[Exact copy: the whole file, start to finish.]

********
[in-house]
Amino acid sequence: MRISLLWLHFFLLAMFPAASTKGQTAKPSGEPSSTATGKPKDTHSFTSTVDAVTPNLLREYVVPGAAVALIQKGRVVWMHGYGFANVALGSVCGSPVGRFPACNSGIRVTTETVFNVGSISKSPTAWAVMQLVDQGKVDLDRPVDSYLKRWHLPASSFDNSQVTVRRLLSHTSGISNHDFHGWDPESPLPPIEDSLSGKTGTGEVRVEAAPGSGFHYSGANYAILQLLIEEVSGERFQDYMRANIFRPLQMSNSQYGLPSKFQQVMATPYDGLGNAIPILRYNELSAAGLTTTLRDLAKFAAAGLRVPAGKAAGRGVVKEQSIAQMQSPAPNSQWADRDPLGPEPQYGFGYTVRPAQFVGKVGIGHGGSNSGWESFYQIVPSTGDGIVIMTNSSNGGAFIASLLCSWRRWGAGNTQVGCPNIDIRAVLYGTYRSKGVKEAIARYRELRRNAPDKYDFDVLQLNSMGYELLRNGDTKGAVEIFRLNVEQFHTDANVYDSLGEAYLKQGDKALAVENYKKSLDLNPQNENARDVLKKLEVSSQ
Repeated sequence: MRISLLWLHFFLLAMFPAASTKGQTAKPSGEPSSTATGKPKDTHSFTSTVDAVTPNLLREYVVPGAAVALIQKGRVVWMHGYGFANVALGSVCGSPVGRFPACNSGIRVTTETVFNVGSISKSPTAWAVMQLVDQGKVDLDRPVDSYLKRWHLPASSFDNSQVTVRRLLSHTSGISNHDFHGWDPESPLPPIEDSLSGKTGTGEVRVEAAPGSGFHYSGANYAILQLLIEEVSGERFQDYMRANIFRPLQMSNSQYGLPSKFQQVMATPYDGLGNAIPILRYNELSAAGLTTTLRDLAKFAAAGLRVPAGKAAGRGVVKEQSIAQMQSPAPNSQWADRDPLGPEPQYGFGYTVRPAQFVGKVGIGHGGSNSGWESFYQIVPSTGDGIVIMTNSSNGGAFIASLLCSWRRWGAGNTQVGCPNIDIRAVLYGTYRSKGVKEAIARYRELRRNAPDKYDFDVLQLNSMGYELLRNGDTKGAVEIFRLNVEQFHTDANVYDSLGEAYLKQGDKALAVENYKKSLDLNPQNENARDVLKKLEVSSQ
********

[in-house]
Amino acid sequence: MRISLLWLHFFLLAMFPAASTKGQTAKPSGEPSSTATGKPKDTHSFTSTVDAVTPNLLREYVVPGAAVALIQKGRVVWMHGYGFANVALGSVCGSPVGRFPACNSGIRVTTETVFNVGSISKSPTAWAVMQLVDQGKVDLDRPVDSYLKRWHLPASSFDNSQVTVRRLLSHTSGISNHDFHGWDPESPLPPIEDSLSGKTGTGEVRVEAAPGSGFHYSGANYAILQLLIEEVSGERFQDYMRANIFRPLQMSNSQYGLPSKFQQVMATPYDGLGNAIPILRYNELSAAGLTTTLRDLAKFAAAGLRVPAGKAAGRGVVKEQSIAQMQSPAPNSQWADRDPLGPEPQYGFGYTVRPAQFVGKVGIGHGGSNSGWESFYQIVPSTGDGIVIMTNSSNGGAFIASLLCSWRRWGAGNTQVGCPNIDIRAVLYGTYRSKGVKEAIARYRELRRNAPDKYDFDVLQLNSMGYELLRNGDTKGAVEIFRLNVEQFHTDANVYDSLGEAYLKQGDKALAVENYKKSLDLNPQNENARDVLKKLEVSSQ
Repeated sequence: MRISLLWLHFFLLAMFPAASTKGQTAKPSGEPSSTATGKPKDTHSFTSTVDAVTPNLLREYVVPGAAVALIQKGRVVWMHGYGFANVALGSVCGSPVGRFPACNSGIRVTTETVFNVGSISKSPTAWAVMQLVDQGKVDLDRPVDSYLKRWHLPASSFDNSQVTVRRLLSHTSGISNHDFHGWDPESPLPPIEDSLSGKTGTGEVRVEAAPGSGFHYSGANYAILQLLIEEVSGERFQDYMRANIFRPLQMSNSQYGLPSKFQQVMATPYDGLGNAIPILRYNELSAAGLTTTLRDLAKFAAAGLRVPAGKAAGRGVVKEQSIAQMQSPAPNSQWADRDPLGPEPQYGFGYTVRPAQFVGKVGIGHGGSNSGWESFYQIVPSTGDGIVIMTNSSNGGAFIASLLCSWRRWGAGNTQVGCPNIDIRAVLYGTYRSKGVKEAIARYRELRRNAPDKYDFDVLQLNSMGYELLRNGDTKGAVEIFRLNVEQFHTDANVYDSLGEAYLKQGDKALAVENYKKSLDLNPQNENARDVLKKLEVSSQ